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Stay out of crossfire when Midwest technology workers go to war

CHICAGO – You're the competitive type. You enjoy the occasional game of beach volleyball or some action on the squash court. If the weather cooperates, you might even be up for a paintball outing. Most of us leave it at that.

We don't need to go to war at work. Being a pacifist, though, won't help you if you get caught between warring co-workers.

Much as you might like to hang an innocent bystander sign on your cube and leave it at that, it's not so easy to remove yourself from the hostilities. Here's some advice on how to avoid getting wounded when Midwest tech workers declare war on one another.

It's hard to know how these conflicts get started. Someone criticizes someone else's idea, one person gets promoted ahead of the other or personalities clash and don't get unclashed. Resentment brews and tempers flare.

Pretty soon, one or both combatants are muttering about the other one's work habits, attitude or intelligence. After that, no one is safe. Any little incident or remark gets blown out of proportion and things get personal.
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People become paranoid. "She's out to get me!" An otherwise normal co-worker starts to resemble a possessed soul. When co-workers go to war, things get ugly really fast. How do you pull a Switzerland and stay out of the conflict?

The first rule is to eliminate any behaviors on your part that would signal support for one side or the other. If you tend to nod absentmindedly and say "uh huh" when people talk to you, watch out. If you agree with one fighter's barbs about the other, you've picked sides. That's a bad thing to do.

Watch your behavior, and when Stan criticizes Carol or vice versa, clam up. If it goes on, say: "Stan, I'm sorry you and Carol seem to have a conflict." Don't sympathize with Stan's suffering at Carol's hands and don't cluck over his list of grievances.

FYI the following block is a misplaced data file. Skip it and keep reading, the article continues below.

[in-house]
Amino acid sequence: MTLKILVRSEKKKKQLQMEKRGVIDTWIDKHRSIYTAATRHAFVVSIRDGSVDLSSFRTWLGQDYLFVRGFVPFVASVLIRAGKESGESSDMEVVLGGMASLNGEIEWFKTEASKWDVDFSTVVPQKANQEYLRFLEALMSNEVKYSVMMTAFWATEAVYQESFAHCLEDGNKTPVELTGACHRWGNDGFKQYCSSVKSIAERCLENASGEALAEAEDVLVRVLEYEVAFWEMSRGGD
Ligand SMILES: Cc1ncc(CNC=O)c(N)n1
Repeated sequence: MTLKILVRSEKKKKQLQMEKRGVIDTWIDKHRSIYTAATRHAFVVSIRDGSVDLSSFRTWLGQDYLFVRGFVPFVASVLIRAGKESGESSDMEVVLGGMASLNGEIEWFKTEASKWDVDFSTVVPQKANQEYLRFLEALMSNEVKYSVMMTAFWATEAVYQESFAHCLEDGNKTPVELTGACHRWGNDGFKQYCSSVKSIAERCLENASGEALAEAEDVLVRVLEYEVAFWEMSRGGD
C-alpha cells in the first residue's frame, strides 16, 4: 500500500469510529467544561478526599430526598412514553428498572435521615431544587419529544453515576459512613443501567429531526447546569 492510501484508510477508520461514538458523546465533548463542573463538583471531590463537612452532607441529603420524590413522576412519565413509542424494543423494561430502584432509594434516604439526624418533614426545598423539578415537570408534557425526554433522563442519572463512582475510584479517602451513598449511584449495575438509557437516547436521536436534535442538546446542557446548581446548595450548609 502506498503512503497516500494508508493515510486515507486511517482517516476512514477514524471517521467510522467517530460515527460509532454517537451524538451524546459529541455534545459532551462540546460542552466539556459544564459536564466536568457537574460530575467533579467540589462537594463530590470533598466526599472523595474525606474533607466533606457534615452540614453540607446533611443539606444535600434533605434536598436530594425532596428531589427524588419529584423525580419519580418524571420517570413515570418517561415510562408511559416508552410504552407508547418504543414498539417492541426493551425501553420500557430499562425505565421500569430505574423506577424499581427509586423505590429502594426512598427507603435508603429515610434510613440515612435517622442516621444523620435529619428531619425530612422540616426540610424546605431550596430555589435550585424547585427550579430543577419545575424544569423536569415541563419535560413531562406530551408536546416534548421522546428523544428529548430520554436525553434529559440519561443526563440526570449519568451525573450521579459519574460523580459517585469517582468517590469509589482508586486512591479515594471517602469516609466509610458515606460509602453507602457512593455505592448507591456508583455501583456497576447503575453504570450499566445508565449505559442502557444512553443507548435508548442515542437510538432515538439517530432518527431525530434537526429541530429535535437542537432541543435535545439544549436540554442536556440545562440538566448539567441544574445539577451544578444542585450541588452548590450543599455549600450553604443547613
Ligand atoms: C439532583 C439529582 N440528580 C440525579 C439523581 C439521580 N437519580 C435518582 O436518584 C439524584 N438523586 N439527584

Make it clear that you're not going to get sucked in.

Staying clear of the conflict is really hard for some people. If you have always gone to lunch with Carol and all she can talk about now is Stan's efforts to make her look bad, you might have to go on a no-lunch diet with her really suddenly.

You might also have to let Carol know that the subject of Stan is off limits during your conversations. If Stan is also complaining to you about Carol, don't say so! The last thing you want to do is be a go-between for enemy camps.

Secondly, when the fight bubbles over the rim and becomes disruptive to the workplace, say so.

If Stan makes a habit out of blasting Carol, he needs to stop. When he says: "She's driving me crazy with those bird-brained memos," say: "Stan, the Carol thing is a problem for you, but telling me about it isn't going to fix it. How about talking with Carol directly or with our manager?" The same thing applies in the other direction.

Workplace warriors get weird and they get mean, and at this point, Stan may accuse you of disloyalty. That's OK. You signed up to do a job rather than to prove lifelong devotion to anyone. You don't have to take sides and you shouldn't.